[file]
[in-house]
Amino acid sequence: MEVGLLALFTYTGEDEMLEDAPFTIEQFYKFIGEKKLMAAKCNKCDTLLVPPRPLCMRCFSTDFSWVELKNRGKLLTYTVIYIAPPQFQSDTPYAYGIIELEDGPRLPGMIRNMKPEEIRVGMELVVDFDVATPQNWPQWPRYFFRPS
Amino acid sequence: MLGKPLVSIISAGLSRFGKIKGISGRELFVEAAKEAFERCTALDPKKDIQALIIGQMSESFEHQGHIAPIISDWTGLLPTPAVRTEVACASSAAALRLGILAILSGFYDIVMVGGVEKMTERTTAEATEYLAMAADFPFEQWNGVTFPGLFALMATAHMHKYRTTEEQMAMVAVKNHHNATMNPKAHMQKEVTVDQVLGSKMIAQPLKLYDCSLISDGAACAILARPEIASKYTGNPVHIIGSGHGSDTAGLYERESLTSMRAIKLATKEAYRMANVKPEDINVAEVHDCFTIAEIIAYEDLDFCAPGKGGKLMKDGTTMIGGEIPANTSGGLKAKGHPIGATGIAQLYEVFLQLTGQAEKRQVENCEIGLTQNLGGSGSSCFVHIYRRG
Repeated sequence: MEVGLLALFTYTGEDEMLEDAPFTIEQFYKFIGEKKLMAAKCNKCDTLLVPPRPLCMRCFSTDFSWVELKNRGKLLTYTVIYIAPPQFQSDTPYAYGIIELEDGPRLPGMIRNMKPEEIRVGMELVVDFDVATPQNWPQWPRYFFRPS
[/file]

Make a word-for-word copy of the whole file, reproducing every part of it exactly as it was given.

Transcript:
[in-house]
Amino acid sequence: MEVGLLALFTYTGEDEMLEDAPFTIEQFYKFIGEKKLMAAKCNKCDTLLVPPRPLCMRCFSTDFSWVELKNRGKLLTYTVIYIAPPQFQSDTPYAYGIIELEDGPRLPGMIRNMKPEEIRVGMELVVDFDVATPQNWPQWPRYFFRPS
Amino acid sequence: MLGKPLVSIISAGLSRFGKIKGISGRELFVEAAKEAFERCTALDPKKDIQALIIGQMSESFEHQGHIAPIISDWTGLLPTPAVRTEVACASSAAALRLGILAILSGFYDIVMVGGVEKMTERTTAEATEYLAMAADFPFEQWNGVTFPGLFALMATAHMHKYRTTEEQMAMVAVKNHHNATMNPKAHMQKEVTVDQVLGSKMIAQPLKLYDCSLISDGAACAILARPEIASKYTGNPVHIIGSGHGSDTAGLYERESLTSMRAIKLATKEAYRMANVKPEDINVAEVHDCFTIAEIIAYEDLDFCAPGKGGKLMKDGTTMIGGEIPANTSGGLKAKGHPIGATGIAQLYEVFLQLTGQAEKRQVENCEIGLTQNLGGSGSSCFVHIYRRG
Repeated sequence: MEVGLLALFTYTGEDEMLEDAPFTIEQFYKFIGEKKLMAAKCNKCDTLLVPPRPLCMRCFSTDFSWVELKNRGKLLTYTVIYIAPPQFQSDTPYAYGIIELEDGPRLPGMIRNMKPEEIRVGMELVVDFDVATPQNWPQWPRYFFRPS